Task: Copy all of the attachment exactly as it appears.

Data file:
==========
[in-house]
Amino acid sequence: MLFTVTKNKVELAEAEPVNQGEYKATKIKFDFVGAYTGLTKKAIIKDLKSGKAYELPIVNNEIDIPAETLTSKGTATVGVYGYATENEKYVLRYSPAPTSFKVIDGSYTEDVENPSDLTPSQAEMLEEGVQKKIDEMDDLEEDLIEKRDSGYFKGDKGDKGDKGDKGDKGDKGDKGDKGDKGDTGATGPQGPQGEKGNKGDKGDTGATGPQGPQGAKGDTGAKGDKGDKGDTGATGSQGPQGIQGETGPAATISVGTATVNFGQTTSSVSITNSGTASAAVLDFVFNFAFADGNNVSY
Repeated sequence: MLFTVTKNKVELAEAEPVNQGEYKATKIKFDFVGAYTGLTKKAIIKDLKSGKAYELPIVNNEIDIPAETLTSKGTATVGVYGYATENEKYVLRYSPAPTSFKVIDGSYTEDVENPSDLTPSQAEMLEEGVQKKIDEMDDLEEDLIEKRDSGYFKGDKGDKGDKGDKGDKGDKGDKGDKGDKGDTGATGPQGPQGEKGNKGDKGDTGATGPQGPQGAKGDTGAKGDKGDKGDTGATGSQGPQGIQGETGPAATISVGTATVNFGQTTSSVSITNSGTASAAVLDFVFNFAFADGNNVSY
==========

[in-house]
Amino acid sequence: MLFTVTKNKVELAEAEPVNQGEYKATKIKFDFVGAYTGLTKKAIIKDLKSGKAYELPIVNNEIDIPAETLTSKGTATVGVYGYATENEKYVLRYSPAPTSFKVIDGSYTEDVENPSDLTPSQAEMLEEGVQKKIDEMDDLEEDLIEKRDSGYFKGDKGDKGDKGDKGDKGDKGDKGDKGDKGDTGATGPQGPQGEKGNKGDKGDTGATGPQGPQGAKGDTGAKGDKGDKGDTGATGSQGPQGIQGETGPAATISVGTATVNFGQTTSSVSITNSGTASAAVLDFVFNFAFADGNNVSY
Repeated sequence: MLFTVTKNKVELAEAEPVNQGEYKATKIKFDFVGAYTGLTKKAIIKDLKSGKAYELPIVNNEIDIPAETLTSKGTATVGVYGYATENEKYVLRYSPAPTSFKVIDGSYTEDVENPSDLTPSQAEMLEEGVQKKIDEMDDLEEDLIEKRDSGYFKGDKGDKGDKGDKGDKGDKGDKGDKGDKGDTGATGPQGPQGEKGNKGDKGDTGATGPQGPQGAKGDTGAKGDKGDKGDTGATGSQGPQGIQGETGPAATISVGTATVNFGQTTSSVSITNSGTASAAVLDFVFNFAFADGNNVSY